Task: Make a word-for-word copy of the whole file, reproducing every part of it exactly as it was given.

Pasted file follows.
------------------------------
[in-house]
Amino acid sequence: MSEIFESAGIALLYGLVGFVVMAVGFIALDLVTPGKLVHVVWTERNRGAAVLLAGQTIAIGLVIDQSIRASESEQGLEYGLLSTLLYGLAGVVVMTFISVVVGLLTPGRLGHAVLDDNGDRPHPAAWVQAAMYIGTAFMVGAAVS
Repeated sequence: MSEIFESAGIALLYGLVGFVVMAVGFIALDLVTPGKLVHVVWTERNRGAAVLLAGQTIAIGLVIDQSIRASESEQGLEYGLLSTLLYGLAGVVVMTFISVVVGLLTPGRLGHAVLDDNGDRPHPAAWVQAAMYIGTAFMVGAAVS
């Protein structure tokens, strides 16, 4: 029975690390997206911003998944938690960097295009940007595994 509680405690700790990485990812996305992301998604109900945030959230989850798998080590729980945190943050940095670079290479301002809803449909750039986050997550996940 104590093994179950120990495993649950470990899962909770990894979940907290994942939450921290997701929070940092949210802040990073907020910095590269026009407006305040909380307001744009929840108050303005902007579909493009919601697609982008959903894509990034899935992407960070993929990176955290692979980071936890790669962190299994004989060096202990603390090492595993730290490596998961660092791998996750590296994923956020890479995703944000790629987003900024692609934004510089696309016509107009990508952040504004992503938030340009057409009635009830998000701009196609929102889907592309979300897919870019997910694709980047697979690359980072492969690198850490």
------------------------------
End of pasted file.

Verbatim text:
[in-house]
Amino acid sequence: MSEIFESAGIALLYGLVGFVVMAVGFIALDLVTPGKLVHVVWTERNRGAAVLLAGQTIAIGLVIDQSIRASESEQGLEYGLLSTLLYGLAGVVVMTFISVVVGLLTPGRLGHAVLDDNGDRPHPAAWVQAAMYIGTAFMVGAAVS
Repeated sequence: MSEIFESAGIALLYGLVGFVVMAVGFIALDLVTPGKLVHVVWTERNRGAAVLLAGQTIAIGLVIDQSIRASESEQGLEYGLLSTLLYGLAGVVVMTFISVVVGLLTPGRLGHAVLDDNGDRPHPAAWVQAAMYIGTAFMVGAAVS
């Protein structure tokens, strides 16, 4: 029975690390997206911003998944938690960097295009940007595994 509680405690700790990485990812996305992301998604109900945030959230989850798998080590729980945190943050940095670079290479301002809803449909750039986050997550996940 104590093994179950120990495993649950470990899962909770990894979940907290994942939450921290997701929070940092949210802040990073907020910095590269026009407006305040909380307001744009929840108050303005902007579909493009919601697609982008959903894509990034899935992407960070993929990176955290692979980071936890790669962190299994004989060096202990603390090492595993730290490596998961660092791998996750590296994923956020890479995703944000790629987003900024692609934004510089696309016509107009990508952040504004992503938030340009057409009635009830998000701009196609929102889907592309979300897919870019997910694709980047697979690359980072492969690198850490």